: this method is useful when we want to compare two arrays, so it takes as parameters the two arrays we want to compare. The content of the two arrays is compared to see whether one is smaller than the other.But what does smaller mean in this context? We can immediately say that it is not a smaller in the sense of the size of the arrays (indeed for that we could just check the length of the arrays). The rules apply in determining whether an array is smaller than the other:
null
is smaller than any other value; for numerical arrays, the normal numeric order applies (as for sorting);
 for
String
arrays, if aString
is a prefix of another, then it is considered smaller; otherwise the same rules as for sorting apply, and if aString
would be sorted before another, it is considered smaller.
Now that we know what smaller means, we can look at the returning values of the
compare
method: If both the arrays are of the same length and they have the same values in the same order, it returns 0;
 If the first element which is different is smaller in the first array, then returns a negative number;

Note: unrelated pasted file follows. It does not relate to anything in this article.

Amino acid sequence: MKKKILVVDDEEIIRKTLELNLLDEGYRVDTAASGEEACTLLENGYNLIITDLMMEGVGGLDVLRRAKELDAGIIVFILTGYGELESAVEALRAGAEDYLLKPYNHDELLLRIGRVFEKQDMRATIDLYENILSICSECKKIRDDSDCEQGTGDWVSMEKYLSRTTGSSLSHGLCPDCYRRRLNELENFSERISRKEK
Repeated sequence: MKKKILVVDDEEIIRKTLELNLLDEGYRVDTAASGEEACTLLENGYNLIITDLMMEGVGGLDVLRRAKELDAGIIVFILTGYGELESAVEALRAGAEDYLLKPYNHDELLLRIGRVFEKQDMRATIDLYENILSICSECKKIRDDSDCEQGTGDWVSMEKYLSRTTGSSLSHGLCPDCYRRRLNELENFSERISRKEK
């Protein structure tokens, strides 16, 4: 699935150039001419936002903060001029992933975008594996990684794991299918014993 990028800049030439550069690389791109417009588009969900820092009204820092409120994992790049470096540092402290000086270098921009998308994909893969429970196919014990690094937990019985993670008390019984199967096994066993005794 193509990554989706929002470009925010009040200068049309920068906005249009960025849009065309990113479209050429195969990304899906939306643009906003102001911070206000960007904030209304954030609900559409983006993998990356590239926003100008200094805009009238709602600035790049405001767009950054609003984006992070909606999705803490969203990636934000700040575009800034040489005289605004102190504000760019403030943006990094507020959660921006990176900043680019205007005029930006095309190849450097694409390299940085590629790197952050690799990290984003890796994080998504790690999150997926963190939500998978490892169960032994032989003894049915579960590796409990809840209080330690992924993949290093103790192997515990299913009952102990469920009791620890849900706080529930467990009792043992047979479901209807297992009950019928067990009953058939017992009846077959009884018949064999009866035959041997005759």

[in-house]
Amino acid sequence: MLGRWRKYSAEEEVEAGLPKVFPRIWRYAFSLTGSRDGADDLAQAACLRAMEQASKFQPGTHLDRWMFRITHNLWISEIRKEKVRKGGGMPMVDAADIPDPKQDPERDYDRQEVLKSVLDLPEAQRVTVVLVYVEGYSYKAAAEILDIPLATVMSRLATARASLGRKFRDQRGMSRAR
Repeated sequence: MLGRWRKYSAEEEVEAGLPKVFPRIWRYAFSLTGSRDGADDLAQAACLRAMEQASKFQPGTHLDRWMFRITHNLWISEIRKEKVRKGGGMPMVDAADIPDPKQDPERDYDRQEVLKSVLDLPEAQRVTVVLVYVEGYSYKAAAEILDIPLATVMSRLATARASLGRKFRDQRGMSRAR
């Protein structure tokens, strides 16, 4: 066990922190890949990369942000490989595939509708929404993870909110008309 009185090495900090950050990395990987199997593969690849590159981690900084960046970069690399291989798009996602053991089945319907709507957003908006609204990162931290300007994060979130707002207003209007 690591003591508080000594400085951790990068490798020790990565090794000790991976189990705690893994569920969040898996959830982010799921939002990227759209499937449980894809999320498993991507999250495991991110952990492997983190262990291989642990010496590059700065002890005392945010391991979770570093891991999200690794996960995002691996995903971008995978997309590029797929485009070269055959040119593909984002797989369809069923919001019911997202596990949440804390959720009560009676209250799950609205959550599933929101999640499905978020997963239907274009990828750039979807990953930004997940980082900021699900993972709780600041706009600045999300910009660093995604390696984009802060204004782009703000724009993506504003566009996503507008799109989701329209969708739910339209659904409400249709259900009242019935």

If the first element which is different is larger in the first array, then returns a positive number;
 If the length of the arrays is different, the values are the same in the same order, but the second array has extra elements at the end, then return a negative number;
 If the length of the arrays is different, the values are the same in the same order, but the first array has extra elements at the end, then return a positive number.
Let’s look at some examples.
int[] numbers = {3,6,2,98,43};
int[] otherNumbers = {3,100,36,2,33};
/*
* The two arrays have the same length. The first element which is different
* is the second one and, since they are numbers, the one in the second array is
* larger, so the method will return a negative number
*/
System.out.println(Arrays.compare(numbers, otherNumbers));
String[] words = {"3","6","2","98","43"};
String[] otherWords = {"3","100","36","2","33"};
/*
* The two arrays have the same length. The first element which is different
* is the second one and, but now they are String, so "1" comes before "6" in
* sorting, making the element of the second array smaller than the one in the
* first array. So, this will print a positive number
*/
System.out.println(Arrays.compare(words, otherWords));
int[] againNumbers = {3,6,2,98,43};
int[] againOtherNumbers = {3,6,2,98,43,5};
/*
* The two arrays have NOT the same length. All the elements are the same and
* in the same order, but the second array has one extra element at the end,
* so the comparison will return a negative number
*/
System.out.println(Arrays.compare(numbers, otherNumbers));
To conclude, we have looked at two useful methods when dealing with arrays. We just need to pay attention at the different rules for sorting and how the concept of an array being smaller than another is defined, in order to be able to correctly interpret the results!
Next week we will talk about the wrapper classes for primitive types!
by Ilenia Salvadori